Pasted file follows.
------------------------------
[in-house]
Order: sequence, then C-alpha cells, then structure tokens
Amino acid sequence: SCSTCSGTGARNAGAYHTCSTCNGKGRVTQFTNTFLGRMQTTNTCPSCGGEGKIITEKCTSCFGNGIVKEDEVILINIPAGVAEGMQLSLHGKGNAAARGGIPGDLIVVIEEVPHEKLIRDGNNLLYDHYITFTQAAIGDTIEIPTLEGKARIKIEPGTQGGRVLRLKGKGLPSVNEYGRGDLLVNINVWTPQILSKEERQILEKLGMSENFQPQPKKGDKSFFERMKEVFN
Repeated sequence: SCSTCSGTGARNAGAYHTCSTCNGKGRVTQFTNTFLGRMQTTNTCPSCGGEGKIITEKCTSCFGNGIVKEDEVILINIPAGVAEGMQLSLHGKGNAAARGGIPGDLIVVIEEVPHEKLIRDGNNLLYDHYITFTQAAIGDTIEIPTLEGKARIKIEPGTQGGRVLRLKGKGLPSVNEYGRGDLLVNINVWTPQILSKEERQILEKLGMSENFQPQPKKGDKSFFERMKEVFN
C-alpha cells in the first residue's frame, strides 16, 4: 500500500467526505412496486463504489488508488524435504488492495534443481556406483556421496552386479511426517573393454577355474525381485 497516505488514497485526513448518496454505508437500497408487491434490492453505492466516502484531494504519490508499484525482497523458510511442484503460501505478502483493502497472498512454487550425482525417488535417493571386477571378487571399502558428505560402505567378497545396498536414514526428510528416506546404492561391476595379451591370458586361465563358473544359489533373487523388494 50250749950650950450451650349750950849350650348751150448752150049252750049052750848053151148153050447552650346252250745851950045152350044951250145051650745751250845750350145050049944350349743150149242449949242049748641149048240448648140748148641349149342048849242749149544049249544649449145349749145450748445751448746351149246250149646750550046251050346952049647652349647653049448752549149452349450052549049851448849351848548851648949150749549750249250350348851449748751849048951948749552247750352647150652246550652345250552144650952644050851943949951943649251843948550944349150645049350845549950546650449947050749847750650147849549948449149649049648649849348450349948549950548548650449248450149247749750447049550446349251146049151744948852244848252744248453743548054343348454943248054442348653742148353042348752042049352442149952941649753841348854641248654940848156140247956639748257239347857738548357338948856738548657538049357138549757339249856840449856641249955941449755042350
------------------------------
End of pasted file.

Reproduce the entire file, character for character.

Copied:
[in-house]
Order: sequence, then C-alpha cells, then structure tokens
Amino acid sequence: SCSTCSGTGARNAGAYHTCSTCNGKGRVTQFTNTFLGRMQTTNTCPSCGGEGKIITEKCTSCFGNGIVKEDEVILINIPAGVAEGMQLSLHGKGNAAARGGIPGDLIVVIEEVPHEKLIRDGNNLLYDHYITFTQAAIGDTIEIPTLEGKARIKIEPGTQGGRVLRLKGKGLPSVNEYGRGDLLVNINVWTPQILSKEERQILEKLGMSENFQPQPKKGDKSFFERMKEVFN
Repeated sequence: SCSTCSGTGARNAGAYHTCSTCNGKGRVTQFTNTFLGRMQTTNTCPSCGGEGKIITEKCTSCFGNGIVKEDEVILINIPAGVAEGMQLSLHGKGNAAARGGIPGDLIVVIEEVPHEKLIRDGNNLLYDHYITFTQAAIGDTIEIPTLEGKARIKIEPGTQGGRVLRLKGKGLPSVNEYGRGDLLVNINVWTPQILSKEERQILEKLGMSENFQPQPKKGDKSFFERMKEVFN
C-alpha cells in the first residue's frame, strides 16, 4: 500500500467526505412496486463504489488508488524435504488492495534443481556406483556421496552386479511426517573393454577355474525381485 497516505488514497485526513448518496454505508437500497408487491434490492453505492466516502484531494504519490508499484525482497523458510511442484503460501505478502483493502497472498512454487550425482525417488535417493571386477571378487571399502558428505560402505567378497545396498536414514526428510528416506546404492561391476595379451591370458586361465563358473544359489533373487523388494 50250749950650950450451650349750950849350650348751150448752150049252750049052750848053151148153050447552650346252250745851950045152350044951250145051650745751250845750350145050049944350349743150149242449949242049748641149048240448648140748148641349149342048849242749149544049249544649449145349749145450748445751448746351149246250149646750550046251050346952049647652349647653049448752549149452349450052549049851448849351848548851648949150749549750249250350348851449748751849048951948749552247750352647150652246550652345250552144650952644050851943949951943649251843948550944349150645049350845549950546650449947050749847750650147849549948449149649049648649849348450349948549950548548650449248450149247749750447049550446349251146049151744948852244848252744248453743548054343348454943248054442348653742148353042348752042049352442149952941649753841348854641248654940848156140247956639748257239347857738548357338948856738548657538049357138549757339249856840449856641249955941449755042350